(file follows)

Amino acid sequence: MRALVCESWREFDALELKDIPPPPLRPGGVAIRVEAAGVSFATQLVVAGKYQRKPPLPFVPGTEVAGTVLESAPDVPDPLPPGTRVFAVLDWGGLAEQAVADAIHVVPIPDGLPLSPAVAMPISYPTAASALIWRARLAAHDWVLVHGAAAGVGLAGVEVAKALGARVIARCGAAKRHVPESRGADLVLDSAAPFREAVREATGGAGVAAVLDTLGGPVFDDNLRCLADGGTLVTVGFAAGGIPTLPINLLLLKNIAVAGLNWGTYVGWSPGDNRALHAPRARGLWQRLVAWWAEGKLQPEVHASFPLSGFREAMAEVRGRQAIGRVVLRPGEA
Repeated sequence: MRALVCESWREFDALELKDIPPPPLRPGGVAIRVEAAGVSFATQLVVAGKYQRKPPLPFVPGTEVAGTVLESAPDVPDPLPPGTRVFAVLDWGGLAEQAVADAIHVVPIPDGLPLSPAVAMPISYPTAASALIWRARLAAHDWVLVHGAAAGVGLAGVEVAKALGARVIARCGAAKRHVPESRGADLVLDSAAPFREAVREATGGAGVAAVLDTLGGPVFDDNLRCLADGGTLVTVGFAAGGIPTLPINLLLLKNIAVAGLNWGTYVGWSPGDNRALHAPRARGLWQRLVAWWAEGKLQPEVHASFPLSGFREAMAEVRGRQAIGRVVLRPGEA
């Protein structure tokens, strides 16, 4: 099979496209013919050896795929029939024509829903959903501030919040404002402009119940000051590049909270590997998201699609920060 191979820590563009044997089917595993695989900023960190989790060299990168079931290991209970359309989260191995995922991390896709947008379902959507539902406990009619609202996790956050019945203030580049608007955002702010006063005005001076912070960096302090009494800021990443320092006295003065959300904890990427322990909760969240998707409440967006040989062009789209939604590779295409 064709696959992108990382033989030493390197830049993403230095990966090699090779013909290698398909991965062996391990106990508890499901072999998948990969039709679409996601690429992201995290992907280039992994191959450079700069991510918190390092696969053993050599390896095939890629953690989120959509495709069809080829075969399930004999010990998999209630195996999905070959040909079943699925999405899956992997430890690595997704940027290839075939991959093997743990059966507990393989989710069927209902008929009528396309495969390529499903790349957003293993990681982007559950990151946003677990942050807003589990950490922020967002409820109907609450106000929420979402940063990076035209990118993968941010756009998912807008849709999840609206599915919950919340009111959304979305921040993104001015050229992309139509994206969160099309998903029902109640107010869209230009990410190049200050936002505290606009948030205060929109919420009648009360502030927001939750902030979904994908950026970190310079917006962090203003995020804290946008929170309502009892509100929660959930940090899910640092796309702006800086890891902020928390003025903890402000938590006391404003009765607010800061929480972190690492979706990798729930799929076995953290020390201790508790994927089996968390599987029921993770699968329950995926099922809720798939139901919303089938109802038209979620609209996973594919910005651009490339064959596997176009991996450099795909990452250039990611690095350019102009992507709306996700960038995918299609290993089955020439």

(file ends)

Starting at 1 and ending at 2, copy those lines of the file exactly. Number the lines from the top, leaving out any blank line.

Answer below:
Amino acid sequence: MRALVCESWREFDALELKDIPPPPLRPGGVAIRVEAAGVSFATQLVVAGKYQRKPPLPFVPGTEVAGTVLESAPDVPDPLPPGTRVFAVLDWGGLAEQAVADAIHVVPIPDGLPLSPAVAMPISYPTAASALIWRARLAAHDWVLVHGAAAGVGLAGVEVAKALGARVIARCGAAKRHVPESRGADLVLDSAAPFREAVREATGGAGVAAVLDTLGGPVFDDNLRCLADGGTLVTVGFAAGGIPTLPINLLLLKNIAVAGLNWGTYVGWSPGDNRALHAPRARGLWQRLVAWWAEGKLQPEVHASFPLSGFREAMAEVRGRQAIGRVVLRPGEA
Repeated sequence: MRALVCESWREFDALELKDIPPPPLRPGGVAIRVEAAGVSFATQLVVAGKYQRKPPLPFVPGTEVAGTVLESAPDVPDPLPPGTRVFAVLDWGGLAEQAVADAIHVVPIPDGLPLSPAVAMPISYPTAASALIWRARLAAHDWVLVHGAAAGVGLAGVEVAKALGARVIARCGAAKRHVPESRGADLVLDSAAPFREAVREATGGAGVAAVLDTLGGPVFDDNLRCLADGGTLVTVGFAAGGIPTLPINLLLLKNIAVAGLNWGTYVGWSPGDNRALHAPRARGLWQRLVAWWAEGKLQPEVHASFPLSGFREAMAEVRGRQAIGRVVLRPGEA